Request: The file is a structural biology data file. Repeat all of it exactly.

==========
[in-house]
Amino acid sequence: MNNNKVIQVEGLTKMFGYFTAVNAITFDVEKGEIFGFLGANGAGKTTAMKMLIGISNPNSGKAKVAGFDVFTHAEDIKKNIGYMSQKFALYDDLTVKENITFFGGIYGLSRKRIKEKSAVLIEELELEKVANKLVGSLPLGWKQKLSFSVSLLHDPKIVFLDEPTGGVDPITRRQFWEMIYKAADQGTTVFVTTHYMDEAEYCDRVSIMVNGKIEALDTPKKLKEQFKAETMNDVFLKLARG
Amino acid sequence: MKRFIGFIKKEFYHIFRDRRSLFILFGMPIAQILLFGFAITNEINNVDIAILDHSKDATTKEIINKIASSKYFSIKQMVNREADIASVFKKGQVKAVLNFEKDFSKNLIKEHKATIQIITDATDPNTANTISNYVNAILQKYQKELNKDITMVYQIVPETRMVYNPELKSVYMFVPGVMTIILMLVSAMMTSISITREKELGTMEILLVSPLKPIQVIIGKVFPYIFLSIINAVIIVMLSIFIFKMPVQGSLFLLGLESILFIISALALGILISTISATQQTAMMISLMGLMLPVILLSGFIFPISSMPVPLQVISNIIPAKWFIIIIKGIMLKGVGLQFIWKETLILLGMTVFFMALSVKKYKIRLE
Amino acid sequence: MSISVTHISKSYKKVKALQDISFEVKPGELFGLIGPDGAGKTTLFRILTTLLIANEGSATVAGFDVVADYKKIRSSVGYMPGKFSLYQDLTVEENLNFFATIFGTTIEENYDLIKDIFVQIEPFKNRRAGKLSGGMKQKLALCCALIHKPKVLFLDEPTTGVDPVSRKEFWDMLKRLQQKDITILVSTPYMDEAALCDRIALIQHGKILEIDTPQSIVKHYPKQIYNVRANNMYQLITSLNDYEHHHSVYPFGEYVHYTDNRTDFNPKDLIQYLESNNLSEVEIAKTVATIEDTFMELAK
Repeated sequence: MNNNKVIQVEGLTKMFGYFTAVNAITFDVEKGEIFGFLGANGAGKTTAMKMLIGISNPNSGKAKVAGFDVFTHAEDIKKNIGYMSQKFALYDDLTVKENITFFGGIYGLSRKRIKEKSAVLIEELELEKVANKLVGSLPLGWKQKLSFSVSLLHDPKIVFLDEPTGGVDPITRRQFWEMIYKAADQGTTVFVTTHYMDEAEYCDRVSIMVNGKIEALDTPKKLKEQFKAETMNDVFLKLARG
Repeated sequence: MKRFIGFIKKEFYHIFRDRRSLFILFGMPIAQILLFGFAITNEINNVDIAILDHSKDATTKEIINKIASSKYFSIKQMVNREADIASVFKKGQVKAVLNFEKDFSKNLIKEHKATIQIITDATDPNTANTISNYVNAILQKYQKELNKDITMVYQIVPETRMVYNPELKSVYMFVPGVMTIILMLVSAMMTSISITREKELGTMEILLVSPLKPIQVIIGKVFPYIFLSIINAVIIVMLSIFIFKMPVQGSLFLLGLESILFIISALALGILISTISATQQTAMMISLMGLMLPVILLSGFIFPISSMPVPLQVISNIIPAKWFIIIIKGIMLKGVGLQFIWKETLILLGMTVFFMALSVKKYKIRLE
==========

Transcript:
[in-house]
Amino acid sequence: MNNNKVIQVEGLTKMFGYFTAVNAITFDVEKGEIFGFLGANGAGKTTAMKMLIGISNPNSGKAKVAGFDVFTHAEDIKKNIGYMSQKFALYDDLTVKENITFFGGIYGLSRKRIKEKSAVLIEELELEKVANKLVGSLPLGWKQKLSFSVSLLHDPKIVFLDEPTGGVDPITRRQFWEMIYKAADQGTTVFVTTHYMDEAEYCDRVSIMVNGKIEALDTPKKLKEQFKAETMNDVFLKLARG
Amino acid sequence: MKRFIGFIKKEFYHIFRDRRSLFILFGMPIAQILLFGFAITNEINNVDIAILDHSKDATTKEIINKIASSKYFSIKQMVNREADIASVFKKGQVKAVLNFEKDFSKNLIKEHKATIQIITDATDPNTANTISNYVNAILQKYQKELNKDITMVYQIVPETRMVYNPELKSVYMFVPGVMTIILMLVSAMMTSISITREKELGTMEILLVSPLKPIQVIIGKVFPYIFLSIINAVIIVMLSIFIFKMPVQGSLFLLGLESILFIISALALGILISTISATQQTAMMISLMGLMLPVILLSGFIFPISSMPVPLQVISNIIPAKWFIIIIKGIMLKGVGLQFIWKETLILLGMTVFFMALSVKKYKIRLE
Amino acid sequence: MSISVTHISKSYKKVKALQDISFEVKPGELFGLIGPDGAGKTTLFRILTTLLIANEGSATVAGFDVVADYKKIRSSVGYMPGKFSLYQDLTVEENLNFFATIFGTTIEENYDLIKDIFVQIEPFKNRRAGKLSGGMKQKLALCCALIHKPKVLFLDEPTTGVDPVSRKEFWDMLKRLQQKDITILVSTPYMDEAALCDRIALIQHGKILEIDTPQSIVKHYPKQIYNVRANNMYQLITSLNDYEHHHSVYPFGEYVHYTDNRTDFNPKDLIQYLESNNLSEVEIAKTVATIEDTFMELAK
Repeated sequence: MNNNKVIQVEGLTKMFGYFTAVNAITFDVEKGEIFGFLGANGAGKTTAMKMLIGISNPNSGKAKVAGFDVFTHAEDIKKNIGYMSQKFALYDDLTVKENITFFGGIYGLSRKRIKEKSAVLIEELELEKVANKLVGSLPLGWKQKLSFSVSLLHDPKIVFLDEPTGGVDPITRRQFWEMIYKAADQGTTVFVTTHYMDEAEYCDRVSIMVNGKIEALDTPKKLKEQFKAETMNDVFLKLARG
Repeated sequence: MKRFIGFIKKEFYHIFRDRRSLFILFGMPIAQILLFGFAITNEINNVDIAILDHSKDATTKEIINKIASSKYFSIKQMVNREADIASVFKKGQVKAVLNFEKDFSKNLIKEHKATIQIITDATDPNTANTISNYVNAILQKYQKELNKDITMVYQIVPETRMVYNPELKSVYMFVPGVMTIILMLVSAMMTSISITREKELGTMEILLVSPLKPIQVIIGKVFPYIFLSIINAVIIVMLSIFIFKMPVQGSLFLLGLESILFIISALALGILISTISATQQTAMMISLMGLMLPVILLSGFIFPISSMPVPLQVISNIIPAKWFIIIIKGIMLKGVGLQFIWKETLILLGMTVFFMALSVKKYKIRLE